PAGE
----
Public Release: 

Solid Curriculum And Strong Teaching Outweigh Negatives In Math And Science Learning

National Science Foundation

U.S. fourth-graders' performance on the Third International Mathematics and Science Study (TIMSS) proves that students can overcome factors that traditionally are blamed for poor learning, if challenged by a solid curriculum based on national education standards coupled with competent teaching, according to officials of the National Science Foundation (NSF).

"The fourth-grade scores, released today in Boston and Washington, D.C., confirm NSF's policy to require standards-based curriculums and thorough teacher professional development in all of its education programs," noted Joe Bordogna, NSF's acting deputy director, at a press conference in the nation's capital.

"The TIMSS results are proof of what is possible in a competent educational system," said Luther S. Williams, who heads NSF's education and human resources directorate. "As the TIMSS report notes, factors such as the amount of television watching, class size, and time spent in school cannot explain student performance. What really matters is the quality of the day-to-day interaction between teachers and students around a coherent curriculum.''

The TIMSS fourth-grade results indicate that in science, U.S. students outperformed most participating nations in the study. In math, U.S. fourth-graders made a stronger international showing than U.S. eighth-graders, but were not yet among the best in the world.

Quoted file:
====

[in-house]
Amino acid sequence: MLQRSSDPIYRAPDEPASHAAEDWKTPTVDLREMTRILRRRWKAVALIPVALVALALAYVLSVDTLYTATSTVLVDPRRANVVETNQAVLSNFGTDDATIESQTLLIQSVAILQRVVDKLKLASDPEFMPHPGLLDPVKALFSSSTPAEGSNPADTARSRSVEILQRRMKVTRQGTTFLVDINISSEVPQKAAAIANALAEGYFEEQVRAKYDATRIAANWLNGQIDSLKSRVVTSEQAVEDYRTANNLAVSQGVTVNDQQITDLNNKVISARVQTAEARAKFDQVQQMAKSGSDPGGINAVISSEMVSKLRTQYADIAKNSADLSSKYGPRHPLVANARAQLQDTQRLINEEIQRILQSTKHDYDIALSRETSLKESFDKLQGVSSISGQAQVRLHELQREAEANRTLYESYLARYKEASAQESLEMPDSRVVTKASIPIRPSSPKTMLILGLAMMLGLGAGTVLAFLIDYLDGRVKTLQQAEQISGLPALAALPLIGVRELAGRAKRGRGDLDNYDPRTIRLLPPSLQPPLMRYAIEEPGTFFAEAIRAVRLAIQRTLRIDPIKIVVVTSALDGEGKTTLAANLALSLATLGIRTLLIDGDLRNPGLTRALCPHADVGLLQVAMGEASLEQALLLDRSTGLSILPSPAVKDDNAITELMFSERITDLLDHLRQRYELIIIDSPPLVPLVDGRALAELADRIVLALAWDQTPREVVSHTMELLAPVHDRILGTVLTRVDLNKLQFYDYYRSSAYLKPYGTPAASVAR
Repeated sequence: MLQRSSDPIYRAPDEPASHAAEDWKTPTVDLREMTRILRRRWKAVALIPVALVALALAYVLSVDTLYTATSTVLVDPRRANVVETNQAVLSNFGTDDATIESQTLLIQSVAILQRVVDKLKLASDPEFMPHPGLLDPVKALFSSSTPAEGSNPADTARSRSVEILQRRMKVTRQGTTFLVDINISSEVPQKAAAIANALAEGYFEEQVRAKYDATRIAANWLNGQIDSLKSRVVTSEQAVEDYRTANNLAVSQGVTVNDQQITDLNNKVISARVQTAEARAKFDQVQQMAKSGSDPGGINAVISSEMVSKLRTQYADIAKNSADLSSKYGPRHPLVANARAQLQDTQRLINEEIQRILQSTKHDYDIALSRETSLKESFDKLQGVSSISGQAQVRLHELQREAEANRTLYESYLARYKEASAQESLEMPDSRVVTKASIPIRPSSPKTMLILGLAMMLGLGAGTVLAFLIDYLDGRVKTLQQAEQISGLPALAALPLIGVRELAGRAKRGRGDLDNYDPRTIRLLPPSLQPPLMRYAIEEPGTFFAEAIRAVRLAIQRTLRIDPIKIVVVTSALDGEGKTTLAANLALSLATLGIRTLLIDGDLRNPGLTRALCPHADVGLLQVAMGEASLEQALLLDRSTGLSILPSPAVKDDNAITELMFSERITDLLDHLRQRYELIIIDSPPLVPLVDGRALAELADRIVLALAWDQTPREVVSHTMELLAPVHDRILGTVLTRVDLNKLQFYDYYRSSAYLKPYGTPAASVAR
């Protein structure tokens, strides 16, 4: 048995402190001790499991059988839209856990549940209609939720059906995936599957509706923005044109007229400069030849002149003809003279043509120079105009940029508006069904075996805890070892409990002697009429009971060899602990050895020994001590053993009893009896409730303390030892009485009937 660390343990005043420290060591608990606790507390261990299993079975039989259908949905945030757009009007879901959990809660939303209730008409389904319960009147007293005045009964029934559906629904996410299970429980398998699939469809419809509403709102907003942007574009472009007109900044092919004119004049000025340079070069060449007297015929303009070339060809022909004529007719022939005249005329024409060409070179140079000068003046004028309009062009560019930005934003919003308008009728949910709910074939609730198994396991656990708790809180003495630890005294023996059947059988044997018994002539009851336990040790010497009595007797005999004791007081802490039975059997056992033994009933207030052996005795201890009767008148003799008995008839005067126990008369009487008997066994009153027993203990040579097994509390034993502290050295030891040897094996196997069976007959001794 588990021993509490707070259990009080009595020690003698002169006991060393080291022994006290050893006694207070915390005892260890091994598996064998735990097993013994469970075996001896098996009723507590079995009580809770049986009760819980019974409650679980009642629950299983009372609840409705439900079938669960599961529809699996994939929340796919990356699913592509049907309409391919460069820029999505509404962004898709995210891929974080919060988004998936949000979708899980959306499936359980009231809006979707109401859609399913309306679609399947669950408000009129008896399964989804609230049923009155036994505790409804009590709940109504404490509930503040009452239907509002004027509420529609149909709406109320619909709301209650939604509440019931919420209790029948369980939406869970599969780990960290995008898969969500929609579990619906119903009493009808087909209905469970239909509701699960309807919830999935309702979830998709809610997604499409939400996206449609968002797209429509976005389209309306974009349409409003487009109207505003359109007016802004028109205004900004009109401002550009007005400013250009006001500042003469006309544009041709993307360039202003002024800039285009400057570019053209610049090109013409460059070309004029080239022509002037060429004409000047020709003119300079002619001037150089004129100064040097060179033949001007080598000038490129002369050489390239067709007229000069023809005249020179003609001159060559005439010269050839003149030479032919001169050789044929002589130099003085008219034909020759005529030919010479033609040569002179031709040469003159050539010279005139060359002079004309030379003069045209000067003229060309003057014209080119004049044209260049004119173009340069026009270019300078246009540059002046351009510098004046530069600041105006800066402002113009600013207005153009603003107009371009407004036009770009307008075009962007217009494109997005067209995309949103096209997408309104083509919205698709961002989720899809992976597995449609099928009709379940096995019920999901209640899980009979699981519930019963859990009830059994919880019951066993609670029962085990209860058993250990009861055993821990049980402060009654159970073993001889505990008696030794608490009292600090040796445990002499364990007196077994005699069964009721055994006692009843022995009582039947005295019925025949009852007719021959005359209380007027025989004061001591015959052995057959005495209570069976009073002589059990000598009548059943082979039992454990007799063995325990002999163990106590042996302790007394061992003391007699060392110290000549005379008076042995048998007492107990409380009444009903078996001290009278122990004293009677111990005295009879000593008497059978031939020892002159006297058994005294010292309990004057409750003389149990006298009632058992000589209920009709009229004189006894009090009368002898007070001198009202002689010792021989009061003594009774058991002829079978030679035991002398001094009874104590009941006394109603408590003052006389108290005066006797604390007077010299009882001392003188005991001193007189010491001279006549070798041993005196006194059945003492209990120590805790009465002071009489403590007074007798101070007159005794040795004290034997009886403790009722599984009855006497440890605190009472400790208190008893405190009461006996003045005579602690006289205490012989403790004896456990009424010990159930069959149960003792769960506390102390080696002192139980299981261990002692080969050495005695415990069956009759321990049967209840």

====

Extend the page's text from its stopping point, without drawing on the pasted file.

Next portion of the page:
Even so, Williams notes that the performance of fourth-graders has improved markedly on international comparisons between 1990 and 1995, a period which coincides with the application of standards-based curriculum and teaching methods in math supported by NSF. Even so, he added, too few school systems yet offer what NSF considers a competent math and science curriculum at any level.

Margaret Cozzens, who heads NSF's elementary, secondary, and informal education division, noted that U.S. students' showing in math can be traced directly to the influence of national standards for exemplary math teaching as well as NSF-developed instructional materials based on the standards.

Published in 1989 by the National Council of Teachers of Mathematics, the standards have slowly been incorporated into elementary school teaching, more so than at the middle-school level, and can be expected to have influenced student performance by the mid-1990's, when the latest TIMSS data were collected, she noted.

Williams also pointed out that the TIMSS also indicates that the sharp decline in US student performance between the fourth and eighth grades is probably a result of an unfocused curriculum. He noted that a report released last October as part of TIMSS showed that the U.S. eighth-grade math and science curriculum is vague and repetitive. The U.S. fourth-grade curriculum more closely resembles those in high-scoring TIMSS countries.

He added that the U.S. fourth-grade curriculum contains many more of the topics studied by a majority of children around the world than does its eighth-grade curriculum. He also notes that the basics-oriented arithmetic curriculum that U.S. students study in fourth grade still is found in schools in the eighth grade. Many foreign countries consider algebra and geometry "basic" in middle school.


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